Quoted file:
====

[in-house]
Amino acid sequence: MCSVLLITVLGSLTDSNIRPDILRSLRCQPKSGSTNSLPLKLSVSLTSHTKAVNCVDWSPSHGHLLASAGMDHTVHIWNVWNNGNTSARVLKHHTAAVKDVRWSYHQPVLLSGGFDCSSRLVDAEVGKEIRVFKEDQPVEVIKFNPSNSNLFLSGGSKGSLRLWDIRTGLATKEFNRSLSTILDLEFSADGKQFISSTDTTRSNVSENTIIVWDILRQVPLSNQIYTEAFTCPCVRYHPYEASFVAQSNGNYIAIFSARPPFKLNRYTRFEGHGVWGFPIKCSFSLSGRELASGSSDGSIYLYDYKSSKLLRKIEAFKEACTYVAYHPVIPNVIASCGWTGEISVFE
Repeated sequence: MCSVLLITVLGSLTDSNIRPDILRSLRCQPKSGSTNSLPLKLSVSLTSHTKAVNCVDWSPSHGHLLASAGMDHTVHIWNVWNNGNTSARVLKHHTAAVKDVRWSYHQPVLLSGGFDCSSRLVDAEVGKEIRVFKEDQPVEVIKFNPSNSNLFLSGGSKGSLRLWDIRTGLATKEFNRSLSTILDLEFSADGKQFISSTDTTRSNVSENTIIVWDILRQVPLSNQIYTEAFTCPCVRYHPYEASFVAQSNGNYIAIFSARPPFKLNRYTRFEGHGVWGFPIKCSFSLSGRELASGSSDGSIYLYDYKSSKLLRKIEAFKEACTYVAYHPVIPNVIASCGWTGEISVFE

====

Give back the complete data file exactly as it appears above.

[in-house]
Amino acid sequence: MCSVLLITVLGSLTDSNIRPDILRSLRCQPKSGSTNSLPLKLSVSLTSHTKAVNCVDWSPSHGHLLASAGMDHTVHIWNVWNNGNTSARVLKHHTAAVKDVRWSYHQPVLLSGGFDCSSRLVDAEVGKEIRVFKEDQPVEVIKFNPSNSNLFLSGGSKGSLRLWDIRTGLATKEFNRSLSTILDLEFSADGKQFISSTDTTRSNVSENTIIVWDILRQVPLSNQIYTEAFTCPCVRYHPYEASFVAQSNGNYIAIFSARPPFKLNRYTRFEGHGVWGFPIKCSFSLSGRELASGSSDGSIYLYDYKSSKLLRKIEAFKEACTYVAYHPVIPNVIASCGWTGEISVFE
Repeated sequence: MCSVLLITVLGSLTDSNIRPDILRSLRCQPKSGSTNSLPLKLSVSLTSHTKAVNCVDWSPSHGHLLASAGMDHTVHIWNVWNNGNTSARVLKHHTAAVKDVRWSYHQPVLLSGGFDCSSRLVDAEVGKEIRVFKEDQPVEVIKFNPSNSNLFLSGGSKGSLRLWDIRTGLATKEFNRSLSTILDLEFSADGKQFISSTDTTRSNVSENTIIVWDILRQVPLSNQIYTEAFTCPCVRYHPYEASFVAQSNGNYIAIFSARPPFKLNRYTRFEGHGVWGFPIKCSFSLSGRELASGSSDGSIYLYDYKSSKLLRKIEAFKEACTYVAYHPVIPNVIASCGWTGEISVFE